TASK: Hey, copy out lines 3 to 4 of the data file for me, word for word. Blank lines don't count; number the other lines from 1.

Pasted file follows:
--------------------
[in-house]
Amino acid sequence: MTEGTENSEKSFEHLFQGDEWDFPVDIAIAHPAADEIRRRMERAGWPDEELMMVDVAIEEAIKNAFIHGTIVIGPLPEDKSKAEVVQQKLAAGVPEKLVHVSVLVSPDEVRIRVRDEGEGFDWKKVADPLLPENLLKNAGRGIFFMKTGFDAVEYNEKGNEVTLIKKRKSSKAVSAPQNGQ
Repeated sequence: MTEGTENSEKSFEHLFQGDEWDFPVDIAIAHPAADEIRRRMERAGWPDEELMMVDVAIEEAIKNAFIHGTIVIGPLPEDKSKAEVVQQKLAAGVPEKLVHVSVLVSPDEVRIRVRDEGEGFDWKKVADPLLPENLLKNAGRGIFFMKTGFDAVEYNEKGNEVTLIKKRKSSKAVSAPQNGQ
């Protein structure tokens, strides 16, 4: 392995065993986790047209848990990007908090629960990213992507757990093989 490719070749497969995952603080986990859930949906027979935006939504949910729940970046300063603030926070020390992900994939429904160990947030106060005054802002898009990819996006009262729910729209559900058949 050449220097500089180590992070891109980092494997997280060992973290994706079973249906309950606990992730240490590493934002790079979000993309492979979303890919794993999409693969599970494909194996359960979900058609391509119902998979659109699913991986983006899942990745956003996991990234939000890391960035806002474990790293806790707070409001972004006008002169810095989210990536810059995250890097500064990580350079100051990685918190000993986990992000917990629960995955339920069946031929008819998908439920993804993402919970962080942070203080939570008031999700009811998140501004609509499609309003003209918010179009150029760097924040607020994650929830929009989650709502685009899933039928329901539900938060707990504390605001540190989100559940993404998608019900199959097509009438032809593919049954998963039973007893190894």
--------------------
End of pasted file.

Repeated sequence: MTEGTENSEKSFEHLFQGDEWDFPVDIAIAHPAADEIRRRMERAGWPDEELMMVDVAIEEAIKNAFIHGTIVIGPLPEDKSKAEVVQQKLAAGVPEKLVHVSVLVSPDEVRIRVRDEGEGFDWKKVADPLLPENLLKNAGRGIFFMKTGFDAVEYNEKGNEVTLIKKRKSSKAVSAPQNGQ
């Protein structure tokens, strides 16, 4: 392995065993986790047209848990990007908090629960990213992507757990093989 490719070749497969995952603080986990859930949906027979935006939504949910729940970046300063603030926070020390992900994939429904160990947030106060005054802002898009990819996006009262729910729209559900058949 050449220097500089180590992070891109980092494997997280060992973290994706079973249906309950606990992730240490590493934002790079979000993309492979979303890919794993999409693969599970494909194996359960979900058609391509119902998979659109699913991986983006899942990745956003996991990234939000890391960035806002474990790293806790707070409001972004006008002169810095989210990536810059995250890097500064990580350079100051990685918190000993986990992000917990629960995955339920069946031929008819998908439920993804993402919970962080942070203080939570008031999700009811998140501004609509499609309003003209918010179009150029760097924040607020994650929830929009989650709502685009899933039928329901539900938060707990504390605001540190989100559940993404998608019900199959097509009438032809593919049954998963039973007893190894």